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Many Motor Vehicle Crash Fatalities Involve Low Blood Alcohol

States with more restrictive alcohol policies have lower odds of lower blood alcohol-concentration MVCs

MONDAY, March 16, 2020 (HealthDay News) — A considerable number of motor vehicle crash fatalities involve a low blood alcohol concentration, according to a study published online March 16 in the American Journal of Preventive Medicine.

Marlene C. Lira, from Boston Medical Center, and colleagues analyzed motor vehicle crash and fatality data and decedent characteristics from 2000 to 2015 from the Fatality Analysis Reporting System. Alcohol policy environments were characterized by state year with Alcohol Policy Scale scores. The characteristics of motor vehicle crash fatalities involving blood alcohol concentrations below the limit were examined, and the association with alcohol control policies was examined.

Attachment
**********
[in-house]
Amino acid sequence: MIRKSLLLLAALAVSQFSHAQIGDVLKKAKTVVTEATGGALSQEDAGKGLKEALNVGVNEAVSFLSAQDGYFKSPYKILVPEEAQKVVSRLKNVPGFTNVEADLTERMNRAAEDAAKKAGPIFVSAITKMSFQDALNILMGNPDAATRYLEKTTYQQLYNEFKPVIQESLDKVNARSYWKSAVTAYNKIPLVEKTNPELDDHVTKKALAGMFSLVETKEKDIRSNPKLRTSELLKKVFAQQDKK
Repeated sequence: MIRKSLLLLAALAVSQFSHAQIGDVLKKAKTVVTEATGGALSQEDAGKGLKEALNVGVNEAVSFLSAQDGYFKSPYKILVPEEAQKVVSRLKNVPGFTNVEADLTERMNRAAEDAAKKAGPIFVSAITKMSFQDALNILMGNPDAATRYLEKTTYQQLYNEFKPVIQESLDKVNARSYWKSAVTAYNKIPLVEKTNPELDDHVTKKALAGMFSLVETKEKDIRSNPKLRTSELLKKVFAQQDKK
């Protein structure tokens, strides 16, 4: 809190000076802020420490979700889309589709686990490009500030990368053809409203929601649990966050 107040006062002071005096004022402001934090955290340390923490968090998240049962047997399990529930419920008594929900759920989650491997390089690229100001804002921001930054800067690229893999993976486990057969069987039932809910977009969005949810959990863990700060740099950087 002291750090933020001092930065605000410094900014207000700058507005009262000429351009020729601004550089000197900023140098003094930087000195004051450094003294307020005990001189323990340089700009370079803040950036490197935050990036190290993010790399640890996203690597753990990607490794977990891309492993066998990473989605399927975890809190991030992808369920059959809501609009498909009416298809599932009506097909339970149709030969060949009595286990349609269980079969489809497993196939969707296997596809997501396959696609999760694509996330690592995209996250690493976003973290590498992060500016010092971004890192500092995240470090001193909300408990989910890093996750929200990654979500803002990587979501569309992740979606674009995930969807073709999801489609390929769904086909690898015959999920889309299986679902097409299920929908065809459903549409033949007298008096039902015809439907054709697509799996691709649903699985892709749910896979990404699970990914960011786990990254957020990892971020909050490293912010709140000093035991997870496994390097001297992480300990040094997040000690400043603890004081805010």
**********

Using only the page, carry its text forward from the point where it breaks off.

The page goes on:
The researchers found that 37 percent of the 612,030 motor vehicle crash fatalities died in alcohol-involved crashes, of which 15 percent of alcohol-related fatalities or 6 percent of all fatalities involved a blood alcohol concentration of <0.08 percent. There was a correlation for a 10-percentage point increase in Alcohol Policy Scale score with reduced odds of fatalities involving alcohol <0.08 percent versus 0.00 percent (adjusted odds ratio, 0.91). These findings persisted in multiple subgroup analyses by decedent and crash characteristics.

“More restrictive alcohol policy environments are associated with reduced odds of fatal crashes involving alcohol at levels below the current legal limit, with comparable protective associations as for fatal crashes above the legal limit,” the authors write.

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